“Fabulous Downtown” – Local urban historian Brian “Paco” Alvarez marks milestones in downtown Las Vegas
Paco’s special exhibition celebrating anniversaries of institutions downtown runs through April at Emergency Arts on Fremont Street.
Want to gain a better understanding of the history of downtown Las Vegas? Folks such as Brian “Paco” Alvarez are an aid to your quest. Dubbed an urban historian years ago, the native Las Vegan is fascinated by downtown businesses, neighborhoods and the history of the city as a whole. Although he admits that no city is perfect, he loves Vegas for “everything it is and everything it isn’t.” He has studied its history so he can pass along his knowledge to the rest of us.
While working on a research project, the cultural blogger, artist and curator of the Las Vegas News Bureau photo archives, recently came across a gem – a photograph of what’s now the Emergency Arts building downtown when it opened to great fanfare as JC Penney on April 3, 1952.
The Emergency Arts building, which has become a center for creativity, innovation and community downtown, is 60 years old this month. The Beat Coffeehouse inside the building is now two. Plus, the news bureau where Paco works and gathers information on historical buildings such as this is 65. You know what that meant – time for a celebration!
Q: Talk about the past and present of the Emergency Arts building at 60…
Paco: The land that the building sits on was once a house and a gas station, at one time this was the end of town.
However, in 1949/50 JC Penney on Fremont Street needed to be expanded due to a population influx created by jobs at the Atomic Proving Grounds (Nevada Test Site). Interestingly enough, the store could not open as planned in 1950 because construction workers were being pulled to work at the test site. It finally opened on April 3, 1952 – just in time for Easter. Newspaper clippings talk about how this was a larger, more modern store and the first one with an elevator.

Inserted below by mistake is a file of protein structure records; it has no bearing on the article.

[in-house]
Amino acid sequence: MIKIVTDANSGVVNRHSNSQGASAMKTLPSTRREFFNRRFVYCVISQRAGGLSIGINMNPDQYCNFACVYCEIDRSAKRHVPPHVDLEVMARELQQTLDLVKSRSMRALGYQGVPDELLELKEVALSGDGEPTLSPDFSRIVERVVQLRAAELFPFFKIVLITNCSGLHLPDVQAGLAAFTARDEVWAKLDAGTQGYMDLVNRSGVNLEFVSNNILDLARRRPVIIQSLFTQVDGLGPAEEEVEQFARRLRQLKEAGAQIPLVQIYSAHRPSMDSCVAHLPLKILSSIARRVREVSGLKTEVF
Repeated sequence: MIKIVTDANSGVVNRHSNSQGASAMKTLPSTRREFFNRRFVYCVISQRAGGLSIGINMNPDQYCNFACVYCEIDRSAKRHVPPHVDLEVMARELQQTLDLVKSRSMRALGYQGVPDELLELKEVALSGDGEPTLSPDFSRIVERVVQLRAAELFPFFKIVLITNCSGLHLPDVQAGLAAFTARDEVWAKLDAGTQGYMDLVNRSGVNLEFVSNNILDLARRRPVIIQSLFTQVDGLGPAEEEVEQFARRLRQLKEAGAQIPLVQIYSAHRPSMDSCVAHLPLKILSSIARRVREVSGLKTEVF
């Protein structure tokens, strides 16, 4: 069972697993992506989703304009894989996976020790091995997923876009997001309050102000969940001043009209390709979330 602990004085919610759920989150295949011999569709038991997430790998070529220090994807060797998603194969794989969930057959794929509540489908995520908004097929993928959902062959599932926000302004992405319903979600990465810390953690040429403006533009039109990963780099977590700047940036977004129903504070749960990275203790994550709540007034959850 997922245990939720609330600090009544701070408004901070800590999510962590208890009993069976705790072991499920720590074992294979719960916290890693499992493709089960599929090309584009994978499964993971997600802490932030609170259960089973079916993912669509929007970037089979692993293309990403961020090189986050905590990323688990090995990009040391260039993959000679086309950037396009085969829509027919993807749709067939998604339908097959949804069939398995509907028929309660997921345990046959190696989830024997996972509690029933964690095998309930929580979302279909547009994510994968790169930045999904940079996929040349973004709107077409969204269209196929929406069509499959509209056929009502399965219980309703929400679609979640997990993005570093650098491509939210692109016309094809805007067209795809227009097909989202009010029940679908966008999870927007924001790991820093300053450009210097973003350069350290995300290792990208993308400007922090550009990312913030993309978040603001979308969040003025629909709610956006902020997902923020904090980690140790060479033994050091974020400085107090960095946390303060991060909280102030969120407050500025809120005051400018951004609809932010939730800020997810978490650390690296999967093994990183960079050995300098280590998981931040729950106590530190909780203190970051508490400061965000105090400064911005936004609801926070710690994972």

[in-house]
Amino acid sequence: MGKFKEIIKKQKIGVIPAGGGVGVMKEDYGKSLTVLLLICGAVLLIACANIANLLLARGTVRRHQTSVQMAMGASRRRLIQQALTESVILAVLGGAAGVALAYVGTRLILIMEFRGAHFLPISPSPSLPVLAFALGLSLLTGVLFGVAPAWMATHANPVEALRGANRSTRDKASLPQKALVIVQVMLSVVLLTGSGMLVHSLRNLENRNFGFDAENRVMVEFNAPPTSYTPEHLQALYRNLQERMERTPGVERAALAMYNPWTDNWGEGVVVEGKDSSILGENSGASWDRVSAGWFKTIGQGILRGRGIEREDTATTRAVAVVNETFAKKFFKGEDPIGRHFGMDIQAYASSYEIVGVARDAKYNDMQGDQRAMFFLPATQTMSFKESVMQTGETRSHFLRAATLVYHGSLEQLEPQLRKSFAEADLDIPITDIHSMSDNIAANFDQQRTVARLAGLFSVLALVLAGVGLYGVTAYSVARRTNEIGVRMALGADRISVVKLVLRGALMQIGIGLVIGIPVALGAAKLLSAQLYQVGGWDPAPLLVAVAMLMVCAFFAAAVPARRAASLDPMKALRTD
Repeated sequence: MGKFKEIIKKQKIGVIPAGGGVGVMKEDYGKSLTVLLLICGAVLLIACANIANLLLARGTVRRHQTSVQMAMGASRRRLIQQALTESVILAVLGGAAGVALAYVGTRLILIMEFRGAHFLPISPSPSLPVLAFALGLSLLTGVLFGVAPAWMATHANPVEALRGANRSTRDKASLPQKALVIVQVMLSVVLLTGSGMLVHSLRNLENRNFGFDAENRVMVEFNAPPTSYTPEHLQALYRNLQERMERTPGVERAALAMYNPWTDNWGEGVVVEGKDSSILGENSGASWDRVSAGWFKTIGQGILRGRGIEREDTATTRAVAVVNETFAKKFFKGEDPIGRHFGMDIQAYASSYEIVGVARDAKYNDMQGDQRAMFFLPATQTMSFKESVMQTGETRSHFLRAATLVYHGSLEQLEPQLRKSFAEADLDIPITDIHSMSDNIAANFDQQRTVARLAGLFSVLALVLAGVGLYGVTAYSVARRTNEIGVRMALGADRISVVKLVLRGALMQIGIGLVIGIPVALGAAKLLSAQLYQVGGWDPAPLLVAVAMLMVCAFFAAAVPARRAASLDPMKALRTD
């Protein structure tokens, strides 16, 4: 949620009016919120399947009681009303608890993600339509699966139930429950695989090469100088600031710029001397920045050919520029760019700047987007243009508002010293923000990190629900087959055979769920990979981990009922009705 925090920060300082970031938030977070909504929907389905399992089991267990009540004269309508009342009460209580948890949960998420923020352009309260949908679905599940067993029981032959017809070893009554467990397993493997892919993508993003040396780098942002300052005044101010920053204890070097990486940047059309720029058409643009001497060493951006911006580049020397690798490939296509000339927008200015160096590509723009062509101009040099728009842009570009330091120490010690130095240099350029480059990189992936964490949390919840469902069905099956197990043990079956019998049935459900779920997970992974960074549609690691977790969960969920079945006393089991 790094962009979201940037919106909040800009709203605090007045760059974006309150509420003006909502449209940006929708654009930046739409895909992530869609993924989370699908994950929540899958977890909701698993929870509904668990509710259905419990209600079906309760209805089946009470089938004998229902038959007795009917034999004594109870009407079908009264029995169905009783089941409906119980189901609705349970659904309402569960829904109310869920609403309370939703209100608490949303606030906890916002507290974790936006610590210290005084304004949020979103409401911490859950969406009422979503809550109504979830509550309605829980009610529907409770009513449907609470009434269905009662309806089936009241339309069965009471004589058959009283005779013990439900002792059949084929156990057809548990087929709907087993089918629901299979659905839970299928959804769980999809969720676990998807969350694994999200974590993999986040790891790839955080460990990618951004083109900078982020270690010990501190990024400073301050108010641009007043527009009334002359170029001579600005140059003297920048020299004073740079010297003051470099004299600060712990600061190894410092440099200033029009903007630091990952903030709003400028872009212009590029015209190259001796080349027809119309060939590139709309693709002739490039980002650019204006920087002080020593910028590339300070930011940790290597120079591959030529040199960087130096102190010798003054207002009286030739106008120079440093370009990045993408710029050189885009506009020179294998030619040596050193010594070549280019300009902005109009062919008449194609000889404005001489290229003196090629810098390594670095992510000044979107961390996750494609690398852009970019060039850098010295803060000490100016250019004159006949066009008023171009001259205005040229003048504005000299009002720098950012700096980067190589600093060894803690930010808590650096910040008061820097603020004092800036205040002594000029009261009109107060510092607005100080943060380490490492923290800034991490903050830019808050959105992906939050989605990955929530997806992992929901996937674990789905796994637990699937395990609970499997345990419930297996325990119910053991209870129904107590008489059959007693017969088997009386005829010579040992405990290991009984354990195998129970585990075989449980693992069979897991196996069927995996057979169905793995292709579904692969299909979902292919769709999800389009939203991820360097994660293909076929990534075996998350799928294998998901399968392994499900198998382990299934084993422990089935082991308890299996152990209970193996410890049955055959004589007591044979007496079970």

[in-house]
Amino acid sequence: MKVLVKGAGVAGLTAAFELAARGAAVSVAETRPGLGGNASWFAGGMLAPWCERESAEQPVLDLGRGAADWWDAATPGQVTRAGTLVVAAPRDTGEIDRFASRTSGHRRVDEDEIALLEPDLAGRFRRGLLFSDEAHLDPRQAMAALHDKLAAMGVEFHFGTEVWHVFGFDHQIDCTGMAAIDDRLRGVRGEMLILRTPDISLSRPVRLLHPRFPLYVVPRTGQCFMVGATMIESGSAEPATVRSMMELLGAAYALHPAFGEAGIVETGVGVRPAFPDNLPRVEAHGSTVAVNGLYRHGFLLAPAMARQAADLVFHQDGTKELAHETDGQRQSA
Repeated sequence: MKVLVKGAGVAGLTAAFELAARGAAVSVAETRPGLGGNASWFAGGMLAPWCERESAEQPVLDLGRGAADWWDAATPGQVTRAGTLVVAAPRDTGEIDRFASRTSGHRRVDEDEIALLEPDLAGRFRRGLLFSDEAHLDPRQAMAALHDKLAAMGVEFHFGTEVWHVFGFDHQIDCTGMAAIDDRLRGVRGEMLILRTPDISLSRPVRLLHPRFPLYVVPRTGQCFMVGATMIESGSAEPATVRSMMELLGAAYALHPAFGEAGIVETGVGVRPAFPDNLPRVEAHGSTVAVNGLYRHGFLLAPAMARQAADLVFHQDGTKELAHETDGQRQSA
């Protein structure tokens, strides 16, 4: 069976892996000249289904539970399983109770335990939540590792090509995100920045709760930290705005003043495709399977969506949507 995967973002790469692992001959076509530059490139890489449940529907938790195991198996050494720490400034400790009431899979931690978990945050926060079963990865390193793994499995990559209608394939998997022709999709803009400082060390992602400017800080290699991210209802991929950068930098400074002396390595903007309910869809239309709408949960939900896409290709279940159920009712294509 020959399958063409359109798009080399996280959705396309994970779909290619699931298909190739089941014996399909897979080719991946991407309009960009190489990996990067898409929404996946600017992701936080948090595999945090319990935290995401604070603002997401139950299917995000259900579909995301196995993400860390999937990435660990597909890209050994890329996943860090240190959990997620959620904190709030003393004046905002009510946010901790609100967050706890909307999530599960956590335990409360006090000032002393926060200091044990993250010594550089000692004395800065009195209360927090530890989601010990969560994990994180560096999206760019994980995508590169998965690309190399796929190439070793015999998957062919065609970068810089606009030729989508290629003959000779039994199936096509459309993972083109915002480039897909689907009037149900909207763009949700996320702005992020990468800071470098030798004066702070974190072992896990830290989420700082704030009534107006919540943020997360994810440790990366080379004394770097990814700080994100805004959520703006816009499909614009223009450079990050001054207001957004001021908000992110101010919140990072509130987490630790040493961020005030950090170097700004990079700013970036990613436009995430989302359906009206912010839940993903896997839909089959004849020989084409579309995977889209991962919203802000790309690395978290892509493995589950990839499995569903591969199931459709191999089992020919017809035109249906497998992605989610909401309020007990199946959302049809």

By 1968, JC Penney would move again to the new Boulevard Mall, which marked the beginning of Fremont Street’s retail and commercial decline. The old JC Penney building would eventually become a medical center and remain as such until it closed in the mid-2000’s.
In 2010, husband and wife team, Michael and Jennifer Cornthwaite, turned it into what it is today – the Emergency Arts Building and The Beat Coffeehouse. The front counter of the coffee shop is the former reception area of the medical center, and the lab rooms have been turned into galleries, offices and studios.
Nothing like this has ever been developed in Las Vegas. Cafes are imperative for the development of culture. It’s where ideas are born and people meet.
At night it turns into a bar. It’s just a cool place, and it’s the first time I said wow, Las Vegas has finally come of age! It has finally become hip to be downtown.
Q: How is the 60th anniversary being marked?
Paco: To mark the occasion, I reached into the archives of the Las Vegas News Bureau and put together a photography exhibition called “Fabulous Downtown.”
There are numerous photos and stories behind buildings such as Modern Cleaners, Fifth Street School and of course opening day of JC Penney 60 years ago. The photos are fun to look at and it’s great to see downtown Las Vegas as a small town. This is Las Vegas culture at its best!
Through April at Emergency Arts located at 520 Fremont Street
M-F: 7 a.m. – 12 a.m.
Sat: 9 a.m. – 12 a.m.
Sun: 9 a.m. – 5 p.m.